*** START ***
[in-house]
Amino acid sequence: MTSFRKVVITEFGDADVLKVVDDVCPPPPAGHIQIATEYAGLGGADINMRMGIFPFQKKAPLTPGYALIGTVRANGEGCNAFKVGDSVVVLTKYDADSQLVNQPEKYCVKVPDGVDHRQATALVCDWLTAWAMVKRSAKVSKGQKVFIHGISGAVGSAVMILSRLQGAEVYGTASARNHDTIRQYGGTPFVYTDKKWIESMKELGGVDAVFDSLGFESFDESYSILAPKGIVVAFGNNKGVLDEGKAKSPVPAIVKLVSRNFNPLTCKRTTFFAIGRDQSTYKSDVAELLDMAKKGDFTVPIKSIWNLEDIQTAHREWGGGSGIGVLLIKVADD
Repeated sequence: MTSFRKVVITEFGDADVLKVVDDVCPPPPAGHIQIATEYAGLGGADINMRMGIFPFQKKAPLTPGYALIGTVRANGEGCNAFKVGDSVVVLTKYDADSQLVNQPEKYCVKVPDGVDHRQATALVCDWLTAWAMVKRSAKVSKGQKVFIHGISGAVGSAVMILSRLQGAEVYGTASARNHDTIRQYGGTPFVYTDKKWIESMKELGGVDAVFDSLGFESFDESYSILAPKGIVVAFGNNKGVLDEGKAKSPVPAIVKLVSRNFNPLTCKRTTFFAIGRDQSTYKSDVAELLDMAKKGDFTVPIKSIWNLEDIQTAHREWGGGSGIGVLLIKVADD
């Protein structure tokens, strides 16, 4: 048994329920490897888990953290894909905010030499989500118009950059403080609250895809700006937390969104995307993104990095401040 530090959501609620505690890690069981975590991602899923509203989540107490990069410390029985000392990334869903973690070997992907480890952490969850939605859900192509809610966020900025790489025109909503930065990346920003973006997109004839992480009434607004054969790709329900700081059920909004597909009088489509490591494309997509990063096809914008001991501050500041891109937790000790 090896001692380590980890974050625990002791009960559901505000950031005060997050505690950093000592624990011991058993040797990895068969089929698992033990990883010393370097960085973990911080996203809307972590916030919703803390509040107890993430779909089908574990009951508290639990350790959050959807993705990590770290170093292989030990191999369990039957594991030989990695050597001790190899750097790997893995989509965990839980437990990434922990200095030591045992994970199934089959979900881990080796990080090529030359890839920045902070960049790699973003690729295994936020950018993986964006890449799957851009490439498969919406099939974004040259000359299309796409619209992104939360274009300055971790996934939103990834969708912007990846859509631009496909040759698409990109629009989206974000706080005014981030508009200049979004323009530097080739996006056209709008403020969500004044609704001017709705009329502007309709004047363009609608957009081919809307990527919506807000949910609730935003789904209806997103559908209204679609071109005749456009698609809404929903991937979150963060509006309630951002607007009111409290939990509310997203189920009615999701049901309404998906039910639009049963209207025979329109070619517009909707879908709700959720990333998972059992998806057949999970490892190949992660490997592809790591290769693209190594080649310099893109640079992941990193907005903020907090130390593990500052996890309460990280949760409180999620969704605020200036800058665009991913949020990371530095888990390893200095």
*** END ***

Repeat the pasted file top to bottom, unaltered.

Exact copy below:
[in-house]
Amino acid sequence: MTSFRKVVITEFGDADVLKVVDDVCPPPPAGHIQIATEYAGLGGADINMRMGIFPFQKKAPLTPGYALIGTVRANGEGCNAFKVGDSVVVLTKYDADSQLVNQPEKYCVKVPDGVDHRQATALVCDWLTAWAMVKRSAKVSKGQKVFIHGISGAVGSAVMILSRLQGAEVYGTASARNHDTIRQYGGTPFVYTDKKWIESMKELGGVDAVFDSLGFESFDESYSILAPKGIVVAFGNNKGVLDEGKAKSPVPAIVKLVSRNFNPLTCKRTTFFAIGRDQSTYKSDVAELLDMAKKGDFTVPIKSIWNLEDIQTAHREWGGGSGIGVLLIKVADD
Repeated sequence: MTSFRKVVITEFGDADVLKVVDDVCPPPPAGHIQIATEYAGLGGADINMRMGIFPFQKKAPLTPGYALIGTVRANGEGCNAFKVGDSVVVLTKYDADSQLVNQPEKYCVKVPDGVDHRQATALVCDWLTAWAMVKRSAKVSKGQKVFIHGISGAVGSAVMILSRLQGAEVYGTASARNHDTIRQYGGTPFVYTDKKWIESMKELGGVDAVFDSLGFESFDESYSILAPKGIVVAFGNNKGVLDEGKAKSPVPAIVKLVSRNFNPLTCKRTTFFAIGRDQSTYKSDVAELLDMAKKGDFTVPIKSIWNLEDIQTAHREWGGGSGIGVLLIKVADD
């Protein structure tokens, strides 16, 4: 048994329920490897888990953290894909905010030499989500118009950059403080609250895809700006937390969104995307993104990095401040 530090959501609620505690890690069981975590991602899923509203989540107490990069410390029985000392990334869903973690070997992907480890952490969850939605859900192509809610966020900025790489025109909503930065990346920003973006997109004839992480009434607004054969790709329900700081059920909004597909009088489509490591494309997509990063096809914008001991501050500041891109937790000790 090896001692380590980890974050625990002791009960559901505000950031005060997050505690950093000592624990011991058993040797990895068969089929698992033990990883010393370097960085973990911080996203809307972590916030919703803390509040107890993430779909089908574990009951508290639990350790959050959807993705990590770290170093292989030990191999369990039957594991030989990695050597001790190899750097790997893995989509965990839980437990990434922990200095030591045992994970199934089959979900881990080796990080090529030359890839920045902070960049790699973003690729295994936020950018993986964006890449799957851009490439498969919406099939974004040259000359299309796409619209992104939360274009300055971790996934939103990834969708912007990846859509631009496909040759698409990109629009989206974000706080005014981030508009200049979004323009530097080739996006056209709008403020969500004044609704001017709705009329502007309709004047363009609608957009081919809307990527919506807000949910609730935003789904209806997103559908209204679609071109005749456009698609809404929903991937979150963060509006309630951002607007009111409290939990509310997203189920009615999701049901309404998906039910639009049963209207025979329109070619517009909707879908709700959720990333998972059992998806057949999970490892190949992660490997592809790591290769693209190594080649310099893109640079992941990193907005903020907090130390593990500052996890309460990280949760409180999620969704605020200036800058665009991913949020990371530095888990390893200095």